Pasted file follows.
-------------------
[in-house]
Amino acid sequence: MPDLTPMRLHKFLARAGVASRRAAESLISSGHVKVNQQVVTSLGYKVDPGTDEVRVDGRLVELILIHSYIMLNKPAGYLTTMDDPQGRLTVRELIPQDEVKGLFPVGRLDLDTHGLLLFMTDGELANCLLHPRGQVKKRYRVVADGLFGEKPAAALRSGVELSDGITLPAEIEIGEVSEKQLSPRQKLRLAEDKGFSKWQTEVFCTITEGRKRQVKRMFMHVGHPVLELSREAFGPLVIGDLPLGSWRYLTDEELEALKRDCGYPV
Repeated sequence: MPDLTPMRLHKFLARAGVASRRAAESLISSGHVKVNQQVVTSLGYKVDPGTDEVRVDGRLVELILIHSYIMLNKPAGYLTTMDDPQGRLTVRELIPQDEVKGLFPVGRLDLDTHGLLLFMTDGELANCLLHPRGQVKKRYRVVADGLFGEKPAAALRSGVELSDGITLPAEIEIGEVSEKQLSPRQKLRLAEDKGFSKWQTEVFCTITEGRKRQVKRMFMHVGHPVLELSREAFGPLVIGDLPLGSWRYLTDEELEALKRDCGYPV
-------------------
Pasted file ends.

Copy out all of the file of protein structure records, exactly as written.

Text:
[in-house]
Amino acid sequence: MPDLTPMRLHKFLARAGVASRRAAESLISSGHVKVNQQVVTSLGYKVDPGTDEVRVDGRLVELILIHSYIMLNKPAGYLTTMDDPQGRLTVRELIPQDEVKGLFPVGRLDLDTHGLLLFMTDGELANCLLHPRGQVKKRYRVVADGLFGEKPAAALRSGVELSDGITLPAEIEIGEVSEKQLSPRQKLRLAEDKGFSKWQTEVFCTITEGRKRQVKRMFMHVGHPVLELSREAFGPLVIGDLPLGSWRYLTDEELEALKRDCGYPV
Repeated sequence: MPDLTPMRLHKFLARAGVASRRAAESLISSGHVKVNQQVVTSLGYKVDPGTDEVRVDGRLVELILIHSYIMLNKPAGYLTTMDDPQGRLTVRELIPQDEVKGLFPVGRLDLDTHGLLLFMTDGELANCLLHPRGQVKKRYRVVADGLFGEKPAAALRSGVELSDGITLPAEIEIGEVSEKQLSPRQKLRLAEDKGFSKWQTEVFCTITEGRKRQVKRMFMHVGHPVLELSREAFGPLVIGDLPLGSWRYLTDEELEALKRDCGYPV